Bladder Pain

Bladder Pain
Bladder pain is common, but it's not healthy. Bladder pain indicates a medical problem, and it should be treated right away. Dr. Chung and Jackie Shriver of Alliance for Women’s Health offer comprehensive diagnostic and treatment services to women suffering from bladder pain. If you live in the greater Lima, Ohio, area and are experiencing bladder pain, call or make an appointment online.

Bladder Pain Q & A

Alliance for Women's Health Inc

What conditions cause bladder pain?

Dr. Chung is a urogynecology specialist who takes a holistic approach to providing care. He understands that because a woman’s bladder, uterus, pelvis, and reproductive muscle tissue are all connected, her symptoms are likely caused by complex interactions between these symptoms.

Your bladder is a small, hollow organ in your lower abdomen that expands to hold urine. When your body is ready to evacuate that urine, muscles in your bladder contract to squeeze the urine into and through your urethra.

The bladder consists of an intricate bundle of nerves, which can cause radiating or referred pain to the surrounding pelvic organs. That could easily be misdiagnosed as female reproductive pain.

Urination should never be a painful experience. If you're suffering from bladder pain, you likely have a medical issue that needs treatment. Common causes of bladder pain include:

  • Urinary tract infection (UTI)
  • Interstitial cystitis (IC)
  • Bladder cancer

Each of these conditions has a distinct treatment approach. The first step in addressing the problem is seeking comprehensive diagnostic services.

What is interstitial cystitis?

Interstitial cystitis is a chronic condition that negatively impacts your bladder. Your bladder may become irritated and inflamed, and the bladder wall can stiffen. That can make it difficult for your bladder to fully expand as it fills with urine, which can lead to pain.

Interstitial cystitis is caused by a defect in the lining of the bladder and affects women at a much higher rate than men.

Symptoms include pain that worsens when your bladder is full and eases after urination. Pain can also extend to your lower back, groin, or abdomen. You may need to urinate more frequently than normal and have difficulty passing more than a small amount of urine.

Dr. Chung takes the time to speak with you about the full range of your symptoms in order to reach the proper diagnosis. For example, lower back pain often indicates an underlying gynecological or urological issue that may cause no other symptoms.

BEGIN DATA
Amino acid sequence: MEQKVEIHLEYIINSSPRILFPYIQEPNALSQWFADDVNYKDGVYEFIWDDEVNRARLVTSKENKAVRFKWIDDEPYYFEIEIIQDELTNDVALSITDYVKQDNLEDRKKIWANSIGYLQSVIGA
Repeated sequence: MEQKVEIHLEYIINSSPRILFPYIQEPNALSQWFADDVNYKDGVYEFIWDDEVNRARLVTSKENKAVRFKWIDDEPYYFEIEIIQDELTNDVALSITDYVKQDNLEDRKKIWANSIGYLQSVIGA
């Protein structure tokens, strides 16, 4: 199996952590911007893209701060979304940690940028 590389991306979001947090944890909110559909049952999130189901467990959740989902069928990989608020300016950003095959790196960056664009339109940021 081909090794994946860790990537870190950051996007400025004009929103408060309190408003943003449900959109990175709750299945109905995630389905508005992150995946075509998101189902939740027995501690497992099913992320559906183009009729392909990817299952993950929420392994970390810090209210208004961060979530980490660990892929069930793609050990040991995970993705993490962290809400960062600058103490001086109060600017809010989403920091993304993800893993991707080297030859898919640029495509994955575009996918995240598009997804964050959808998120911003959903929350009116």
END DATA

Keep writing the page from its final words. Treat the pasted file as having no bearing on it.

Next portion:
How is interstitial cystitis treated?

Treatment options include the use of certain medications, including pain relievers, immunosuppressive medications, antihistamines, and even some antidepressants.

Some women respond well to a procedure known as bladder instillation. It involves using a thin catheter to fill your bladder with a blend of liquid medications that reduce inflammation. After a brief period, you can release the medications through urination.

Another treatment for IC involves distending your bladder with fluid while you are under anesthesia. Doing so stretches the walls of your bladder, allowing you to store more urine between bathroom visits and altering the way your nerves transmit pain signals to your brain.

Are there self-care techniques that can help with bladder pain?

If you’re experiencing bladder pain, it’s essential to seek medical care to determine the exact cause of the problem. Severe conditions, including bladder cancer, can cause pain and require immediate medical intervention.

If Dr. Chung determines that your bladder pain isn’t caused by cancer or another serious medical issue, there may be certain self-care techniques you can try to gain relief. These include:

  • Avoiding certain foods that can worsen bladder pain
  • Keeping a written record of bathroom visits and increasing the time between trips
  • Certain pelvic floor exercises
  • Stress management efforts

There’s nothing wrong with trying to address bladder pain through these methods. However, if pain persists, it’s important to schedule a follow-up appointment to work with Dr. Chung to find a more effective treatment path.

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